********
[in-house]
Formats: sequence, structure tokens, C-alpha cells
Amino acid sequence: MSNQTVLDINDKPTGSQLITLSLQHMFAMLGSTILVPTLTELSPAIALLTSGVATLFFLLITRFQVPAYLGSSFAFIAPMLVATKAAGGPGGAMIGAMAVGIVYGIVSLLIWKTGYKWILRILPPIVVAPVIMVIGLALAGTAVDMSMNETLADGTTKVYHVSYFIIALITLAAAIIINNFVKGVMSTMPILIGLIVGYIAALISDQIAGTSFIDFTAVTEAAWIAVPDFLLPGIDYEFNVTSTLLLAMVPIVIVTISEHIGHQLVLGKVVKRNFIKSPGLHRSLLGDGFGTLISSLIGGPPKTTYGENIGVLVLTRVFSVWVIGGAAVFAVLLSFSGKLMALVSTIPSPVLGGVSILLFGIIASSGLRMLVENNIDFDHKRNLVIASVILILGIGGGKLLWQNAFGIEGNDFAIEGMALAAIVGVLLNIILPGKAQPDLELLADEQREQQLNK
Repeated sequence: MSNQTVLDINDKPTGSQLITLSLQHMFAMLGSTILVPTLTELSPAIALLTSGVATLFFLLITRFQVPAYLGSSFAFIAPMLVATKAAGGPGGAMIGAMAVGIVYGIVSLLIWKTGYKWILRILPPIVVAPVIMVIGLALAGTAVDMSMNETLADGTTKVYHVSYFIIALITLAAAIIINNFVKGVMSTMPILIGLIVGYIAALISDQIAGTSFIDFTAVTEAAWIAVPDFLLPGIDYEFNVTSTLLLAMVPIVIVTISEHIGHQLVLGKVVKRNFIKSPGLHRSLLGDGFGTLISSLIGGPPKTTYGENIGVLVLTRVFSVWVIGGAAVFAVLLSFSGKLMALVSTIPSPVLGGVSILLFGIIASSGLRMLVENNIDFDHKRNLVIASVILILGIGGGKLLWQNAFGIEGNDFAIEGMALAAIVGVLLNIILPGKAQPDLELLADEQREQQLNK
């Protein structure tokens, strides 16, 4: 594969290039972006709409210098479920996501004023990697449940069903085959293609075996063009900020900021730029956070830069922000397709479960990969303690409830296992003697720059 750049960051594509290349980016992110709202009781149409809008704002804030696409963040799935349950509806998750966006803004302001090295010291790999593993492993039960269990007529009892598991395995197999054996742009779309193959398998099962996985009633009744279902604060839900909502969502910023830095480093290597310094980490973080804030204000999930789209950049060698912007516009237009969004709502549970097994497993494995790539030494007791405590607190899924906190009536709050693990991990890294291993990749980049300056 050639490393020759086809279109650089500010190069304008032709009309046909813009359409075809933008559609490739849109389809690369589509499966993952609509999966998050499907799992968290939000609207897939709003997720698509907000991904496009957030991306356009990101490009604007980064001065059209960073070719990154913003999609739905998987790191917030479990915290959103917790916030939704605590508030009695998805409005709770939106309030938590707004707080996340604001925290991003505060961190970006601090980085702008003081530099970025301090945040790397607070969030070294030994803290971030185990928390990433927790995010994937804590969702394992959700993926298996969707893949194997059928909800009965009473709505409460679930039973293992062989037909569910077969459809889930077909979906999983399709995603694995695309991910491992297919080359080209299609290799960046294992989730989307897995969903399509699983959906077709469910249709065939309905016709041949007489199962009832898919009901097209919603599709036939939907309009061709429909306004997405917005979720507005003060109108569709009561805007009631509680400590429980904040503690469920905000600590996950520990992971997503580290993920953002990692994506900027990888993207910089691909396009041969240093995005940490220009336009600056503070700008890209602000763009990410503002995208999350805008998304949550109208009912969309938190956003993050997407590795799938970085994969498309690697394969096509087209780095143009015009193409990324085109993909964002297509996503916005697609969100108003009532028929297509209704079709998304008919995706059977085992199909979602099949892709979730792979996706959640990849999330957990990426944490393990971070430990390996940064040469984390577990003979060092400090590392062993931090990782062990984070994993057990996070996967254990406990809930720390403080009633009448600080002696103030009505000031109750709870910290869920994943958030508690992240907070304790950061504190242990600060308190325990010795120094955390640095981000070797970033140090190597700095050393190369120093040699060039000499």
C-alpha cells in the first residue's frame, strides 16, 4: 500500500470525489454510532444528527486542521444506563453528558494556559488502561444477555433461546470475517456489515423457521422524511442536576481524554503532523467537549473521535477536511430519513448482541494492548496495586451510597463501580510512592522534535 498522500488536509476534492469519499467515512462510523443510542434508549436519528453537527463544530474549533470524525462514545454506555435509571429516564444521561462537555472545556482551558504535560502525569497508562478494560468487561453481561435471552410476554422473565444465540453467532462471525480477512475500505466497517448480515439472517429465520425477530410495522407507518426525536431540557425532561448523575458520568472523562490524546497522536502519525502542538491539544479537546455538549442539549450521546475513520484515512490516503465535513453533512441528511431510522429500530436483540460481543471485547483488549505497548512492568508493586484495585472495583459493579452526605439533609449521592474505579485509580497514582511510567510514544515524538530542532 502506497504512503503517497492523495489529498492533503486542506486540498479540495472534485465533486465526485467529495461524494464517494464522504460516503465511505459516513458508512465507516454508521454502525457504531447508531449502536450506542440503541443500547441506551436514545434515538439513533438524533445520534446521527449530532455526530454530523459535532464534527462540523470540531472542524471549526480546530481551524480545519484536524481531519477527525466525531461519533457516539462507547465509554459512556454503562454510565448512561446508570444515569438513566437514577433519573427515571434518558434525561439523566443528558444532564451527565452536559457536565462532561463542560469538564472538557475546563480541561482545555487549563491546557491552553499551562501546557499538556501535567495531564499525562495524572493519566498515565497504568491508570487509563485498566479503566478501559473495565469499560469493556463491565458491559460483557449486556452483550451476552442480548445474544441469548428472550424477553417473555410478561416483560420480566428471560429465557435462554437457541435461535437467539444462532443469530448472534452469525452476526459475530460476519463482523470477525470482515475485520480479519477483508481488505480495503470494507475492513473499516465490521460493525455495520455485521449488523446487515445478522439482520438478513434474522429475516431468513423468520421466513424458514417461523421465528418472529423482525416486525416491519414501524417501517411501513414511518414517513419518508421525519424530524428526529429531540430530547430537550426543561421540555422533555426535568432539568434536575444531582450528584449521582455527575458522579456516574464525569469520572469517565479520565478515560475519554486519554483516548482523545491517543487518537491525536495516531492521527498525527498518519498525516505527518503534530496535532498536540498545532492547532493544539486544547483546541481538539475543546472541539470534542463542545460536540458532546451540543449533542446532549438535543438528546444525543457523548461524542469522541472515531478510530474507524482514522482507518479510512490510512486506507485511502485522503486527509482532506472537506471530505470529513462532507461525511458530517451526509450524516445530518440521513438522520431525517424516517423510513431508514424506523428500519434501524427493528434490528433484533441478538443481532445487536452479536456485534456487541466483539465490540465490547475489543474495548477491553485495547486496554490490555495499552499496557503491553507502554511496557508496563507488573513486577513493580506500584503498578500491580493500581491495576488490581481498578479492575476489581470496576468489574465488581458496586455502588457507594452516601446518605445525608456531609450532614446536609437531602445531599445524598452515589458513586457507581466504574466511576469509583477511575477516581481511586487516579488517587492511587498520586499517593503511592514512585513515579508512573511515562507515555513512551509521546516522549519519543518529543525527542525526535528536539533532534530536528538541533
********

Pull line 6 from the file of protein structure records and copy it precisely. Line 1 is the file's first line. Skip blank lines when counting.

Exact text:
C-alpha cells in the first residue's frame, strides 16, 4: 500500500470525489454510532444528527486542521444506563453528558494556559488502561444477555433461546470475517456489515423457521422524511442536576481524554503532523467537549473521535477536511430519513448482541494492548496495586451510597463501580510512592522534535 498522500488536509476534492469519499467515512462510523443510542434508549436519528453537527463544530474549533470524525462514545454506555435509571429516564444521561462537555472545556482551558504535560502525569497508562478494560468487561453481561435471552410476554422473565444465540453467532462471525480477512475500505466497517448480515439472517429465520425477530410495522407507518426525536431540557425532561448523575458520568472523562490524546497522536502519525502542538491539544479537546455538549442539549450521546475513520484515512490516503465535513453533512441528511431510522429500530436483540460481543471485547483488549505497548512492568508493586484495585472495583459493579452526605439533609449521592474505579485509580497514582511510567510514544515524538530542532 502506497504512503503517497492523495489529498492533503486542506486540498479540495472534485465533486465526485467529495461524494464517494464522504460516503465511505459516513458508512465507516454508521454502525457504531447508531449502536450506542440503541443500547441506551436514545434515538439513533438524533445520534446521527449530532455526530454530523459535532464534527462540523470540531472542524471549526480546530481551524480545519484536524481531519477527525466525531461519533457516539462507547465509554459512556454503562454510565448512561446508570444515569438513566437514577433519573427515571434518558434525561439523566443528558444532564451527565452536559457536565462532561463542560469538564472538557475546563480541561482545555487549563491546557491552553499551562501546557499538556501535567495531564499525562495524572493519566498515565497504568491508570487509563485498566479503566478501559473495565469499560469493556463491565458491559460483557449486556452483550451476552442480548445474544441469548428472550424477553417473555410478561416483560420480566428471560429465557435462554437457541435461535437467539444462532443469530448472534452469525452476526459475530460476519463482523470477525470482515475485520480479519477483508481488505480495503470494507475492513473499516465490521460493525455495520455485521449488523446487515445478522439482520438478513434474522429475516431468513423468520421466513424458514417461523421465528418472529423482525416486525416491519414501524417501517411501513414511518414517513419518508421525519424530524428526529429531540430530547430537550426543561421540555422533555426535568432539568434536575444531582450528584449521582455527575458522579456516574464525569469520572469517565479520565478515560475519554486519554483516548482523545491517543487518537491525536495516531492521527498525527498518519498525516505527518503534530496535532498536540498545532492547532493544539486544547483546541481538539475543546472541539470534542463542545460536540458532546451540543449533542446532549438535543438528546444525543457523548461524542469522541472515531478510530474507524482514522482507518479510512490510512486506507485511502485522503486527509482532506472537506471530505470529513462532507461525511458530517451526509450524516445530518440521513438522520431525517424516517423510513431508514424506523428500519434501524427493528434490528433484533441478538443481532445487536452479536456485534456487541466483539465490540465490547475489543474495548477491553485495547486496554490490555495499552499496557503491553507502554511496557508496563507488573513486577513493580506500584503498578500491580493500581491495576488490581481498578479492575476489581470496576468489574465488581458496586455502588457507594452516601446518605445525608456531609450532614446536609437531602445531599445524598452515589458513586457507581466504574466511576469509583477511575477516581481511586487516579488517587492511587498520586499517593503511592514512585513515579508512573511515562507515555513512551509521546516522549519519543518529543525527542525526535528536539533532534530536528538541533